Another problem is that from what I understand, transcoded content generally does not allow seeking (i.e. FF & RW). To me (and more especially my wife) this is a deal breaker. In many cases nothing is actually 'transcoded', but the container format is changed ('remuxed') to one that the renderer is happy with, I'm not sure what effect this has on seeking.

The W4000 series is nearly 4 years old, and does not have support for any video via DLNA. A newer BD player should have reasonable support, but the one that you mentioned is a Sony, so the format support is often poor compared to other vendors. It seems likely to me that the receiver will have the same support as the BD player, so spending more will probably not achieve any gains. From what I can see of your chosen BD player, support for video via DLNA is limited much as it is with the latest Sony TVs i.e. MPEG2-PS (DVD rips, SD camcorder videos), AVCHD (AVC based Blu-ray rips, and HD camcorder videos). It's at this point that you need to consider if you need to transcode your media to get it to play back via DLNA.
Quite why Sony don't support all the formats that work via USB I have never been able to fathom.

Regards,
Craig
 
Last edited by a moderator:

NX3

Member
Another problem is that from what I understand, transcoded content generally does not allow seeking (i.e. FF & RW).

As you said it varies from setup but to expand on that, I run Serviio form a PC and headerless linux box, I'm about to FF/RW on my Sony 2010 Series tv.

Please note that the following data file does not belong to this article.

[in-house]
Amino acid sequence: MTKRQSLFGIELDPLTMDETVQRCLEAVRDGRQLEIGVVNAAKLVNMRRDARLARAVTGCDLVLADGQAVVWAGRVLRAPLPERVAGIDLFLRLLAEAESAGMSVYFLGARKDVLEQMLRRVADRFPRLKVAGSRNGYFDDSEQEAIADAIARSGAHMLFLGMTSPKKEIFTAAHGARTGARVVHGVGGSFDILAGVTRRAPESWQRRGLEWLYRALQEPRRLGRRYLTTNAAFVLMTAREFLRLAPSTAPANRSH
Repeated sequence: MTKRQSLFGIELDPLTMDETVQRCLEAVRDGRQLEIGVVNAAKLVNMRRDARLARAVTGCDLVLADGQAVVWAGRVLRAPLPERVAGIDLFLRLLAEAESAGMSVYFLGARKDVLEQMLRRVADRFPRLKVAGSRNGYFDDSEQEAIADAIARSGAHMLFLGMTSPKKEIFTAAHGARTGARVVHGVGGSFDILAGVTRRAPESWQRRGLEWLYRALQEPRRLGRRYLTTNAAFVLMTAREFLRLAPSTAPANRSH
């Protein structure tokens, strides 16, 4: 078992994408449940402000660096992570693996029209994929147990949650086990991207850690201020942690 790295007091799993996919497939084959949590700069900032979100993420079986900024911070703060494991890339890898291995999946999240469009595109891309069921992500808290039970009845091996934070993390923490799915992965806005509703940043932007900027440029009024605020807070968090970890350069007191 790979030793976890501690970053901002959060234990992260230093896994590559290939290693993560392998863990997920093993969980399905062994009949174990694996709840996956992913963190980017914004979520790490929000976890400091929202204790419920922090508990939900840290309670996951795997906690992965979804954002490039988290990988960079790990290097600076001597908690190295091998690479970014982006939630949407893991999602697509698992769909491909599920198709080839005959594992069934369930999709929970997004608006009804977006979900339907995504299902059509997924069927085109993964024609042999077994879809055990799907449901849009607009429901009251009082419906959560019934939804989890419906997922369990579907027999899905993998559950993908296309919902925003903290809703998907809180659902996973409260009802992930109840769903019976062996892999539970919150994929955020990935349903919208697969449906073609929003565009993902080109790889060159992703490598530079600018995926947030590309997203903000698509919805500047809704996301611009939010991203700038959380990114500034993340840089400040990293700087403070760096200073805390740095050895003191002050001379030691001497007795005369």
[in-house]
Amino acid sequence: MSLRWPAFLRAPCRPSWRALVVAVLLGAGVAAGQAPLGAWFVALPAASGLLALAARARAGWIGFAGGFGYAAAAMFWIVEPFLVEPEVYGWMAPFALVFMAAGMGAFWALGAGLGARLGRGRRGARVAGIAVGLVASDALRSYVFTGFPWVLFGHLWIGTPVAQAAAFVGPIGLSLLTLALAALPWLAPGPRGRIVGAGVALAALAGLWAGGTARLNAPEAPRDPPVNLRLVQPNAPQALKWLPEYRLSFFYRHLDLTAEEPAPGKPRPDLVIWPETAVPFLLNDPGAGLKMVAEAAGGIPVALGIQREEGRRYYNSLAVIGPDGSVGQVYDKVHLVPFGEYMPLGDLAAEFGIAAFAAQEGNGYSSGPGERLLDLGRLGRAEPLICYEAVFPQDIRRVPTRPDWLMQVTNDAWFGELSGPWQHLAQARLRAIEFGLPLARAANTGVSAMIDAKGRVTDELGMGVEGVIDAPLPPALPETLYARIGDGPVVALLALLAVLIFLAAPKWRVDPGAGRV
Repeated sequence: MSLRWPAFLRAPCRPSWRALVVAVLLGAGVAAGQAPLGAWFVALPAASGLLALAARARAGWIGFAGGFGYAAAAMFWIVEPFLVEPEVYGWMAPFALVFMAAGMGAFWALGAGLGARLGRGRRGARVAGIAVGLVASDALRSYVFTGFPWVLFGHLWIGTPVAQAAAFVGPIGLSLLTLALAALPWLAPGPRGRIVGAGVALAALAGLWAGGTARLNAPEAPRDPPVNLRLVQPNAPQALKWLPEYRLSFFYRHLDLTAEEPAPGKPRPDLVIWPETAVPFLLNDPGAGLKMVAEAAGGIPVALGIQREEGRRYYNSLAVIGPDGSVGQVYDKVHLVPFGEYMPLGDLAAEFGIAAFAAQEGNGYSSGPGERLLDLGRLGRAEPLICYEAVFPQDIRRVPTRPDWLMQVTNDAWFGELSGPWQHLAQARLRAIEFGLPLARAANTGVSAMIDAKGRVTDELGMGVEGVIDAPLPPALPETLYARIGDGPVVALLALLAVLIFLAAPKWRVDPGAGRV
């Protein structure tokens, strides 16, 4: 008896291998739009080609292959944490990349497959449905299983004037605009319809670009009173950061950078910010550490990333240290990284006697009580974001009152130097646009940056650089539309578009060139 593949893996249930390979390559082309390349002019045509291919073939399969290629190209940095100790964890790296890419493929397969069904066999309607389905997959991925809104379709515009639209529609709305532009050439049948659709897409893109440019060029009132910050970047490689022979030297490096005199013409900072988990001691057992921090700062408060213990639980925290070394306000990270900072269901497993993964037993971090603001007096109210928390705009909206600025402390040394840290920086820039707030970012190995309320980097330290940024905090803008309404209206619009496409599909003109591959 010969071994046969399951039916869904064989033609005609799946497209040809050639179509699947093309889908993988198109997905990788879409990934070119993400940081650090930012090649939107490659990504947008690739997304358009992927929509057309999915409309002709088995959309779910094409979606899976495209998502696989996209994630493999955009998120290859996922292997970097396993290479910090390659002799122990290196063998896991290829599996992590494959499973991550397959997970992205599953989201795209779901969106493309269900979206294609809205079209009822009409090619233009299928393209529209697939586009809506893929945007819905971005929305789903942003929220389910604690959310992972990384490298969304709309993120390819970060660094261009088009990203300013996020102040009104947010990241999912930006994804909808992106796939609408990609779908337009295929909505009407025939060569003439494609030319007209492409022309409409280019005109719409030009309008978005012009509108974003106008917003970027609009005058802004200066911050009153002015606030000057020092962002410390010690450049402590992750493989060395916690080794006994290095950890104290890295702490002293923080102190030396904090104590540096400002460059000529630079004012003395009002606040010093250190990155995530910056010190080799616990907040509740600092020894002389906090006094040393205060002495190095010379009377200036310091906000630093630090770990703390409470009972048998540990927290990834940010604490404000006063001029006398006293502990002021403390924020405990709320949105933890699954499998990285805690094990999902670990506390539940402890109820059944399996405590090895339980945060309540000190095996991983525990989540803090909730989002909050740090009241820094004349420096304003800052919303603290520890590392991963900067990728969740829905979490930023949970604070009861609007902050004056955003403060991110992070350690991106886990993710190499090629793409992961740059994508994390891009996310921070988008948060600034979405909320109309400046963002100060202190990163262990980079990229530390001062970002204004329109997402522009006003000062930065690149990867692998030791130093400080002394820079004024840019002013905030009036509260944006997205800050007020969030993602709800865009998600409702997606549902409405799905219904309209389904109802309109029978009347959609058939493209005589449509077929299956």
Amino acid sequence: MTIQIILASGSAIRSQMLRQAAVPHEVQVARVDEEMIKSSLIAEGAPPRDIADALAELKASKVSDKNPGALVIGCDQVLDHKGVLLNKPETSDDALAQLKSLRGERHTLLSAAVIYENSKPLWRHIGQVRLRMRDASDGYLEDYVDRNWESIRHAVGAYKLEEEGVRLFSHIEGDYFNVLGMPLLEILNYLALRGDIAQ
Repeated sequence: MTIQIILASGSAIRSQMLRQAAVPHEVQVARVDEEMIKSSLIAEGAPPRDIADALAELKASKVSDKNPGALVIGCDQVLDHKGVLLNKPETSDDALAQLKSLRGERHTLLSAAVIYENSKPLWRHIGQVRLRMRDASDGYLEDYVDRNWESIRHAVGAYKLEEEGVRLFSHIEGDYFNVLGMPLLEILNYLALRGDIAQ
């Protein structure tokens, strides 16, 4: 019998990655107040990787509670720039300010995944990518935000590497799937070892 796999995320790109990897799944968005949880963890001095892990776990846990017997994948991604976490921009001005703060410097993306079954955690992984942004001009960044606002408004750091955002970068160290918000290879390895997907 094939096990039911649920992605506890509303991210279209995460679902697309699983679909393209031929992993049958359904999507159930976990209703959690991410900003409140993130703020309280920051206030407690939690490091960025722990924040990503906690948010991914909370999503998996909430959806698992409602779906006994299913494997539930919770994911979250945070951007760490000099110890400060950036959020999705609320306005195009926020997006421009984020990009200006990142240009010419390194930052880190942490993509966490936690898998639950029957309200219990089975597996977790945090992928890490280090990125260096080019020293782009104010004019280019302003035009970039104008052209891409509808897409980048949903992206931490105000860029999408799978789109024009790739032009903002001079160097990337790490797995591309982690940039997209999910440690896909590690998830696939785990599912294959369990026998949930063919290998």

Sony, so the format support is often poor compared to other vendors.

Quite why Sony don't support all the formats that work via USB I have never been able to fathom.

Sony format support is good on some devices, you just need to double check. For example on the media boxes its good locally but via DLNA limitied. On Bluray players, it depends on which model, the further up the range you go the better the support e.g 185, no DLAN, 380, limited DLNA, 480 reasonable DLNA. On the 2011 series tvs it has good support locally and over DLNA though not mkv, hence I use Serviio but it its doing it remuxing as a AVC and plays perfectly. I agree, I'm not sure why Sony do this but other brands do similar things and Sony from 2011 ranges really caught up, 2010 models has very poor support compared to other brands.
 

AndyGFL

Member
Thanks for the feedback - all a little over my head. Most of my streaming will be AVI files from a PC or USB Hard disk, but I also want the BluRay player for the Skype support.
 

NX3

Member
In short that bluray player will do about the same as the SMP-N200 so don't waste your money. Install serviio on the windows pc and servered up files will work very well with the bluray player. The manual confirms it supports DLNA and the file formats as the 2011 tv. If you play the files plugged in directly then some formats won't play that serviio would sort out for you. If you want to buy a media play with full support of file formats commonly used then a WDTV Live HD would be much better than a SMP-N200. It will play directly from your local USB HDD, FF/RW will work to faster speeds.